Not even a hot plate of eggs and hash browns can keep Sherwin DuPont’s eyes from glancing outside of Daley’s Restaurant on East 63rd Street on a sunny Saturday morning.

“Sorry if it seems like I can’t focus,” he says “You never know when something might come up on these streets – it could break out anytime.”

It’s serene inside, with people enjoying good food and company, but DuPont is talking about the reality of gangs and violence here in Woodlawn, a Chicago community about 20 minutes south of the Loop by public transportation.

Between bites, he points out members of a local gang, the Gangster Disciples, pulling into some nearby booths for breakfast. He estimates that more than three-fourths of 16-to-26-year-olds in Woodlawn are involved with gangs to some capacity.

Each week, DuPont gets four or five calls from contacts he’s worked to develop in each of the six major black street gangs in Woodlawn: Tension is escalating between rival gangs, and they need his help before it gets violent.

DuPont is not a cop and has no connection to Chicago police; he holds no degrees in conflict resolution. But he is a former area gang banger.

Armed only with the street credibility he has earned, DuPont’s job is to walk directly into the mix of guns, knives and hot heads to mediate and help diffuse potentially deadly conflicts between gangs.

“You don’t hear about those things on the news,” he says. “Those are the statistics you can’t measure. About the middle of September we had a war brewing out here, and it took us nonstop work to put it down. We were in their faces day and night until we solved the problem. Without us, these streets would be on fire.”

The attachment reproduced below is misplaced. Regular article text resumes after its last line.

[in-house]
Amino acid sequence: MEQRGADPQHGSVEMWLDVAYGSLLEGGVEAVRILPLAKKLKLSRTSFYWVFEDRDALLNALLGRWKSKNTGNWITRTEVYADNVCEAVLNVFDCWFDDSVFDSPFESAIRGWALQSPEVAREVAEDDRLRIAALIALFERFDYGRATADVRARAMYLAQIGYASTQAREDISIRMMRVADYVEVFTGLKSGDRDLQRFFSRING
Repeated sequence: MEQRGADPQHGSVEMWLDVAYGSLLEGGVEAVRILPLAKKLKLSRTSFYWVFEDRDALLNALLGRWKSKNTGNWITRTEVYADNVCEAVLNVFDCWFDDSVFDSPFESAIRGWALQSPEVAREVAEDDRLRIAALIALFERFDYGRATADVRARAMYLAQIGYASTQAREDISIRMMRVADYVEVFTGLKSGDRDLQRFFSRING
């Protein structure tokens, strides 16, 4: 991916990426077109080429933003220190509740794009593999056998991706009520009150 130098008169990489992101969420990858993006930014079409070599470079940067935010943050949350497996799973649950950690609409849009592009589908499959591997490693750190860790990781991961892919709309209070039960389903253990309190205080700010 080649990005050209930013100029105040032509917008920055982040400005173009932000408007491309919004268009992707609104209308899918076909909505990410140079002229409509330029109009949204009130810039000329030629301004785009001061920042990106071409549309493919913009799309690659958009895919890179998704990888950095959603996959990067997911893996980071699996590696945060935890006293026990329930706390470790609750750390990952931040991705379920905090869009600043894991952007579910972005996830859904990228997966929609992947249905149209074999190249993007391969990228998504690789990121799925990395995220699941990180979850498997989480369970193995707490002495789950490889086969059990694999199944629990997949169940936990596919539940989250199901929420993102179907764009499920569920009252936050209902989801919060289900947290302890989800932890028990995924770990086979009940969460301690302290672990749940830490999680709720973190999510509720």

DuPont is an outreach supervisor for CeaseFire, a group of ex-gang members and thugs who spent years in jail for murder, robbery and drugs, but now devote their lives to end the violence wrought by gangs in the very Chicago neighborhoods they grew up in.

Hiring ex-gang members, who are chosen after a highly selective process, was the brainchild of Gary Slutkin, a sociologist at the University of Illinois-Chicago. CeaseFire is an initiative of the Chicago Program for Violence Prevention, dedicated to decrease the numbers of shootings and killings by gangs.

“Our outreach workers have said, ‘I created this problem, but I want to help out now to end it’,” said Francisco Perez, CeaseFire’s chief outreach coordinator. “They have each made a sincere commitment to changing these neighborhoods.”

To succeed, outreach workers must gain the trust of Gangster Disciples, Four Corner Hustlers, Latin Kings and other hard-core gangs by leveling with, understanding, and showing they will literally die for them. Wearing orange and black jackets as identifiers, CeaseFire’s workers are recognized and respected on some of Chicago’s toughest streets.

“They can get out there and do things in the community that police can’t because of the trust factor and respect they have developed,” said Sgt. Jennifer Dowling of the Chicago Lawn community policing program.

More than 500 gang members in Chicago actively seek help on, and off, the streets from the 15 different city-wide CeaseFire branches because as DuPont says, “They want it – they want change.”

“No one has done more to help me than the guys here at CeaseFire,” said one 18-year-old Vice Lord.

He has been in and out of jail, but CeaseFire members are currently helping him earn his GED certificate and land a full-time job.

“I try to bring as many people in here with me, but this is about me because I know I want a change. I don’t care what anyone else around me thinks.”